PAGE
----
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Radiation Epidemiology Fellowship Opportunities

Investigators in the Radiation Epidemiology Branch (REB) work with fellows to conduct research on populations exposed to a variety of ionizing and non-ionizing radiation sources. Fellows work with internationally known scientists, studying:

Learn more about the Radiation Epidemiology Branch research areas.

Apply to be a Fellow in REB

DCEG's Commitment to Training

Candidates for postdoctoral fellowships must hold a doctorate in medicine, epidemiology, biostatistics, medical or health physics, or related field. Familiarity with statistical software is preferred but not required. For radiation dosimetry applicants, familiarity with Monte Carlo radiation transport simulation codes, computational human phantoms, and dose measurement techniques using physical phantoms is preferred.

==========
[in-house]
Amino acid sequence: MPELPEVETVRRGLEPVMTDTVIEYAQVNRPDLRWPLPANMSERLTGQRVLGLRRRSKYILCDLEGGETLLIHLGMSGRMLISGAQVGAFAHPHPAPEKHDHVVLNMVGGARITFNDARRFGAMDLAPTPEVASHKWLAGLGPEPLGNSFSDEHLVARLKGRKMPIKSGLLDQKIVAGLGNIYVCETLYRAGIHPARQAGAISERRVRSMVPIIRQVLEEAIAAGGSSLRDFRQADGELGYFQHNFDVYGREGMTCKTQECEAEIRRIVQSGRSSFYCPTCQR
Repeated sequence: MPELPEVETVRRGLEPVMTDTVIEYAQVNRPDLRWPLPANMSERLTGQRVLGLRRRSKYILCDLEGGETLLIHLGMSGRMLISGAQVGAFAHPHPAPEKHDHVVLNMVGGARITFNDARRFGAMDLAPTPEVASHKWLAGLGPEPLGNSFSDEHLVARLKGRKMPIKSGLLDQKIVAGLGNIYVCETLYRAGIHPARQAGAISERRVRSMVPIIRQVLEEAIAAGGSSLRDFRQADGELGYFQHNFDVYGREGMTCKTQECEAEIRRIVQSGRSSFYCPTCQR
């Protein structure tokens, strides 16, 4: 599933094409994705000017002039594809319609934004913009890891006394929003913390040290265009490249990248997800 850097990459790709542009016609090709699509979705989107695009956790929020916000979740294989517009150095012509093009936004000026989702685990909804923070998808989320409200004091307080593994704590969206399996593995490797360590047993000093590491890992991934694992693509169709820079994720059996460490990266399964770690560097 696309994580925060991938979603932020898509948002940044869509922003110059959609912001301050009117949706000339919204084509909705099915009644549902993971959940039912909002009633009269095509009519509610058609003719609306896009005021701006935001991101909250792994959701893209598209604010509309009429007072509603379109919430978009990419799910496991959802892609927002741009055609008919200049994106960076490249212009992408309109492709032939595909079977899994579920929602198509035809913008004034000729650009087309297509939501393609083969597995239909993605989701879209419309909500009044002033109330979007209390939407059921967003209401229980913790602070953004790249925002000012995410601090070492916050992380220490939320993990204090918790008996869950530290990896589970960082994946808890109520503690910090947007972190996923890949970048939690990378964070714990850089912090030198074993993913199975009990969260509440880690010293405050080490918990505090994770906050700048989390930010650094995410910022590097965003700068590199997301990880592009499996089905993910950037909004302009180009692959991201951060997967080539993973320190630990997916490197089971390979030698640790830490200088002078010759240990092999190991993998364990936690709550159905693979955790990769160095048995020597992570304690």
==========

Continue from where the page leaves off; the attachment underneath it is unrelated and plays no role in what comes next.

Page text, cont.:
Fellowship applications are accepted on a continuous basis. Contact investigators in REB conducting research in your area of interest and send a copy of your CV; DCEG scientists are always on the lookout for new fellows. In addition, submit your CV to the application database so it can be reviewed by investigators across the NCI who may be searching for fellows. You can also apply for training positions with specific investigators listed below.

Access an interactive transcript and audio-described version of the "Commitment to Training" video.

Training Opportunities with Specific Investigators

To explore training opportunities in other research areas, see a full list of the DCEG research groups on Apply for Fellowships page.

The NIH gives fellows the ability to curate their own experience by encouraging our involvement in grassroots organizations such as the FelCom or DFel. As the liaison to the training directors for the NIH Fellows Committee, I got to witness first-hand how much the NIH cares about creating a rich and successful experience for their fellows.

David Borrego, Ph.D.

Why Be a Fellow: Outstanding Mentoring

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